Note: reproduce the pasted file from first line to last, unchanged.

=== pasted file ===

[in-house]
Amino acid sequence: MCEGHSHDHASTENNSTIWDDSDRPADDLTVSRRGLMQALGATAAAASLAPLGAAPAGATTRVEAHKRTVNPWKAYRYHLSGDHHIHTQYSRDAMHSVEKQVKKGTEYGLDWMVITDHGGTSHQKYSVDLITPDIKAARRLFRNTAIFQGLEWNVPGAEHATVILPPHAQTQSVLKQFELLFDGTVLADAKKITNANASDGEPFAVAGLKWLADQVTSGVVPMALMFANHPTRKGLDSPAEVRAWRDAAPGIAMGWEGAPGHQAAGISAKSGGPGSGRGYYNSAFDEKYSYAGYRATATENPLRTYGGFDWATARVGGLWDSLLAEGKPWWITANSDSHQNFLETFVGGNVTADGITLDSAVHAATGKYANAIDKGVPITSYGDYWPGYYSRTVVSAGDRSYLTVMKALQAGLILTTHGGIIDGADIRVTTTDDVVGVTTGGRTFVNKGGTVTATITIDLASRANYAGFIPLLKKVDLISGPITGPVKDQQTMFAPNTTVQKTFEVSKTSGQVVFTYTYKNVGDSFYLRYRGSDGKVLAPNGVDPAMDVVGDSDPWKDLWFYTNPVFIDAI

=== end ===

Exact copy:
[in-house]
Amino acid sequence: MCEGHSHDHASTENNSTIWDDSDRPADDLTVSRRGLMQALGATAAAASLAPLGAAPAGATTRVEAHKRTVNPWKAYRYHLSGDHHIHTQYSRDAMHSVEKQVKKGTEYGLDWMVITDHGGTSHQKYSVDLITPDIKAARRLFRNTAIFQGLEWNVPGAEHATVILPPHAQTQSVLKQFELLFDGTVLADAKKITNANASDGEPFAVAGLKWLADQVTSGVVPMALMFANHPTRKGLDSPAEVRAWRDAAPGIAMGWEGAPGHQAAGISAKSGGPGSGRGYYNSAFDEKYSYAGYRATATENPLRTYGGFDWATARVGGLWDSLLAEGKPWWITANSDSHQNFLETFVGGNVTADGITLDSAVHAATGKYANAIDKGVPITSYGDYWPGYYSRTVVSAGDRSYLTVMKALQAGLILTTHGGIIDGADIRVTTTDDVVGVTTGGRTFVNKGGTVTATITIDLASRANYAGFIPLLKKVDLISGPITGPVKDQQTMFAPNTTVQKTFEVSKTSGQVVFTYTYKNVGDSFYLRYRGSDGKVLAPNGVDPAMDVVGDSDPWKDLWFYTNPVFIDAI